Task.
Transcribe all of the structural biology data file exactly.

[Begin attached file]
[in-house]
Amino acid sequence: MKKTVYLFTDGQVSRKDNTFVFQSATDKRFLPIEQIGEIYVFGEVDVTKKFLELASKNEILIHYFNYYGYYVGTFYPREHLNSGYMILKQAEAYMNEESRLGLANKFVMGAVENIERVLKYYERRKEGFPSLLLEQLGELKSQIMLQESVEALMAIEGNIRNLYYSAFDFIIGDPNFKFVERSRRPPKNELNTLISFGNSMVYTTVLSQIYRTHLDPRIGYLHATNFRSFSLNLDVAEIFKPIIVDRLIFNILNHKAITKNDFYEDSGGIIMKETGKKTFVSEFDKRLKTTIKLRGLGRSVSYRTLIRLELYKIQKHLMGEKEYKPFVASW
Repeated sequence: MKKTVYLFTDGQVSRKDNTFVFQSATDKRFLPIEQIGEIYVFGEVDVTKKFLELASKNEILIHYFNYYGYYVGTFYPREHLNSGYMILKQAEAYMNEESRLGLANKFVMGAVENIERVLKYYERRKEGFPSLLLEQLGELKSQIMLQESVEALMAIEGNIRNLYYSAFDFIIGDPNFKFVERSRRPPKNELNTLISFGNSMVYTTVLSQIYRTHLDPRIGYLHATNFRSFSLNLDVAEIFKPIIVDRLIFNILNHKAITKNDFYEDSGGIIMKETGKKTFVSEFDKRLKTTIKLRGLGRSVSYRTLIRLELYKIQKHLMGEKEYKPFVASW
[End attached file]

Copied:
[in-house]
Amino acid sequence: MKKTVYLFTDGQVSRKDNTFVFQSATDKRFLPIEQIGEIYVFGEVDVTKKFLELASKNEILIHYFNYYGYYVGTFYPREHLNSGYMILKQAEAYMNEESRLGLANKFVMGAVENIERVLKYYERRKEGFPSLLLEQLGELKSQIMLQESVEALMAIEGNIRNLYYSAFDFIIGDPNFKFVERSRRPPKNELNTLISFGNSMVYTTVLSQIYRTHLDPRIGYLHATNFRSFSLNLDVAEIFKPIIVDRLIFNILNHKAITKNDFYEDSGGIIMKETGKKTFVSEFDKRLKTTIKLRGLGRSVSYRTLIRLELYKIQKHLMGEKEYKPFVASW
Repeated sequence: MKKTVYLFTDGQVSRKDNTFVFQSATDKRFLPIEQIGEIYVFGEVDVTKKFLELASKNEILIHYFNYYGYYVGTFYPREHLNSGYMILKQAEAYMNEESRLGLANKFVMGAVENIERVLKYYERRKEGFPSLLLEQLGELKSQIMLQESVEALMAIEGNIRNLYYSAFDFIIGDPNFKFVERSRRPPKNELNTLISFGNSMVYTTVLSQIYRTHLDPRIGYLHATNFRSFSLNLDVAEIFKPIIVDRLIFNILNHKAITKNDFYEDSGGIIMKETGKKTFVSEFDKRLKTTIKLRGLGRSVSYRTLIRLELYKIQKHLMGEKEYKPFVASW